Inflation, mortgage rates show further signs of cooling - Movement Mortgage Blog

Markets rallied at the close of November as Federal Reserve Chairman Jerome Powell indicated less aggressive rate hikes in the future. Powell reiterated there is still a good amount of work to be done to control inflation and any loosening of monetary policy in the near future is not going to happen. The Federal Open Market Committee meets December 13-14 and will decide the next rate hike which will more than likely be smaller than the 75-basis point hikes the FOMC has instituted in each of its last four meetings.

Markets surged on the news and rallied even further on Thursday morning with the release of the personal consumption expenditures index (PCE). The core PCE is a closely watched measure of inflation and showed a 0.2% month-over-month increase in October which was lower than expected. The core PCE reading excludes the more volatile readings for food and energy. The Commerce Department’s report is another sign that inflation is cooling if ever so slightly.

The rally was short lived as investors were shocked by the much stronger than expected November jobs report from the Labor Department. The U.S. economy added 263,000 jobs in November despite the quantitative tightening measures implemented by the Fed. Economists had predicted an increase of 200,000. The unemployment rate was in line with expectations at 3.7%. This robust jobs report could factor negatively into the Fed’s upcoming rate hike plans and calls into question whether the Fed will start to slow the pace or stick with another 75-basis point hike. 

 

 

The ADP Employment Report released earlier in the week did show signs of the labor market cooling. Private payrolls added 127,000 jobs in November—well below the estimate of 190,00 and significantly lower than the 239,000 jobs reported in October. This is the lowest total since January of 2021. 

Treasury note yields dipped significantly from previous highs with the 10-year Treasury note yield trading at 3.58% early Friday morning before the release of the jobs report. On November 2, the 10-year was above 4.1%. Any time there is a decrease in the 10-year yield you can expect mortgage rates to follow suit. 

The latest survey from Freddie Mac showed rates dropped slightly week-over-week with the 30-year fixed-rate mortgage average coming in at 6.49%. Freddie Mac analysts noted in their report that, “Mortgage rates continued to drop this week as optimism grows around the prospect that the Federal Reserve will slow its pace of rate hikes. Even as rates decrease and house prices soften, economic uncertainty continues to limit homebuyer demand as we enter the last month of the year.”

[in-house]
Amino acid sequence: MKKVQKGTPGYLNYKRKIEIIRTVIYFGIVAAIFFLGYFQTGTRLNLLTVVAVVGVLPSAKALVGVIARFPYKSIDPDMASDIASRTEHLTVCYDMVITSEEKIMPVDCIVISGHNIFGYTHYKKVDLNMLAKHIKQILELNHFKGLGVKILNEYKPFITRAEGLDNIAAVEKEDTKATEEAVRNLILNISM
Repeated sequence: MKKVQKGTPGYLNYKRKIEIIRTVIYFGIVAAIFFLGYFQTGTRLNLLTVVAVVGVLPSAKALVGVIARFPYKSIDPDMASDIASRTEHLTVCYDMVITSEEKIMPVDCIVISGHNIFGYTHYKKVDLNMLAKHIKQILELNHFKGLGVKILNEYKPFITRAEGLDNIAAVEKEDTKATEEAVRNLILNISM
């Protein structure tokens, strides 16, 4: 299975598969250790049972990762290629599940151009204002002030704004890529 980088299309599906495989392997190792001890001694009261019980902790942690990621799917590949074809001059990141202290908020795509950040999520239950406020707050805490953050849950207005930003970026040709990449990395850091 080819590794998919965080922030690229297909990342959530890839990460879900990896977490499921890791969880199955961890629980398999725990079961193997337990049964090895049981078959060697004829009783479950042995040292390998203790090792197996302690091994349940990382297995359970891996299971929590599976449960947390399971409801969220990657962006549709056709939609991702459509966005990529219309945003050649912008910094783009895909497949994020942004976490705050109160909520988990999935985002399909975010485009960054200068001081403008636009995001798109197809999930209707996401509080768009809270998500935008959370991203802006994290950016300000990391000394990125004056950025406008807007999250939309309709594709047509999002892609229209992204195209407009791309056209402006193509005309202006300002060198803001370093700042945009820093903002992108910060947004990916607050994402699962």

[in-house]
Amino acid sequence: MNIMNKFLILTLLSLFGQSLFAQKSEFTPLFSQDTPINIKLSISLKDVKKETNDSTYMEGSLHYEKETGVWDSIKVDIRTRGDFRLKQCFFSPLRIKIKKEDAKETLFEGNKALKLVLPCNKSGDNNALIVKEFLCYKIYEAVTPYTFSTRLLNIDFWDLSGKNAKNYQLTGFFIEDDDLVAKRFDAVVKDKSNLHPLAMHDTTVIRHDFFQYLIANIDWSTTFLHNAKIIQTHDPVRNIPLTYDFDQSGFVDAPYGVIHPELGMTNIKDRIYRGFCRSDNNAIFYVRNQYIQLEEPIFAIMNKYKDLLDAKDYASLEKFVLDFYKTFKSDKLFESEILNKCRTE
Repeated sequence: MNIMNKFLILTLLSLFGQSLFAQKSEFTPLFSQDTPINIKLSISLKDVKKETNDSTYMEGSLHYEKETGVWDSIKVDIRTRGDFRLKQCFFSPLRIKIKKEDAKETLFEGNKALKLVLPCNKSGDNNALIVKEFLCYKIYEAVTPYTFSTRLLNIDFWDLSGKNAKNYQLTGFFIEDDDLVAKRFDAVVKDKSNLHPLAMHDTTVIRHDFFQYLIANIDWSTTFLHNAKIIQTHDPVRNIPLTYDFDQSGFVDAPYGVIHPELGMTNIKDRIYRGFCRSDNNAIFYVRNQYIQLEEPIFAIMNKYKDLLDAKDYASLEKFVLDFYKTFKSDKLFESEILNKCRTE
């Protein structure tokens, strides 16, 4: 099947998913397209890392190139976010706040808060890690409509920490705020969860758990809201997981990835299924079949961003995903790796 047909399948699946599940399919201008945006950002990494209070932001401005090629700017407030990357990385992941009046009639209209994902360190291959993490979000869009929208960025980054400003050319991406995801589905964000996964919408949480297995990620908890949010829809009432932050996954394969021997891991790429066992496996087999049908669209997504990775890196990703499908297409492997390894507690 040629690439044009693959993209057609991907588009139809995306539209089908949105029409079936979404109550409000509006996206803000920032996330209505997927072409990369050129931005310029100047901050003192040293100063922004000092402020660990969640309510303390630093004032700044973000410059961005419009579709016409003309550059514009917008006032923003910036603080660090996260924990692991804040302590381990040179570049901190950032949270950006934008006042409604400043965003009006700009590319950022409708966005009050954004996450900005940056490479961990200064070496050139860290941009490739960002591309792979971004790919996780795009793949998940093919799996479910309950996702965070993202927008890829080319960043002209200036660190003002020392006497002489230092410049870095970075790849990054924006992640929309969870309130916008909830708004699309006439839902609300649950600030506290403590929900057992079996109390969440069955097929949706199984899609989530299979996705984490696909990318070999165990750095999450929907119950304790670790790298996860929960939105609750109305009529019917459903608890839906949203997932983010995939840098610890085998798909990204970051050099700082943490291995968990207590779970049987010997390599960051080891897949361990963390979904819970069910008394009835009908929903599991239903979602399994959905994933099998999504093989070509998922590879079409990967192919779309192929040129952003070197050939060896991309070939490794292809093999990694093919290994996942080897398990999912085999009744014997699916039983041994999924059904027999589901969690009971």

Home prices have started gaining more traction in the headlines as slowing purchase demand is forcing sellers to scale back on asking price. Anecdotally, you can see this happening when you look at homes for sale on Zillow and other sites, but the data is just now starting to show real movement. The latest S&P CoreLogic Case Shiller National Home Price Index showed a third-straight month of home price deceleration. September’s reading showed home prices rose by 10.6% year-over-year, a decrease from August’s 12.9% pace of growth. 

The main sticking point underpinning home prices is the lack of inventory. Despite existing home sales falling for nine straight months, many current homeowners are reluctant to sell after refinancing to historically low rates below 3%. Furthermore, it is going to take some time for single-family new home construction to get up to speed. The Census Bureau’s most recent report showed October’s single-family starts and permits fell to their lowest level since May 2020. The National Association of Homebuilders’ confidence index is down to its lowest level since 2012 after dropping for 11 straight months.

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The Market Update is a weekly commentary compiled by a group of Movement Mortgage capital markets analysts with decades of combined expertise in the financial field. Movement's staff helps take complicated economic topics and turn them into a useful, easy to understand analysis to help you make the best decisions for your financial future.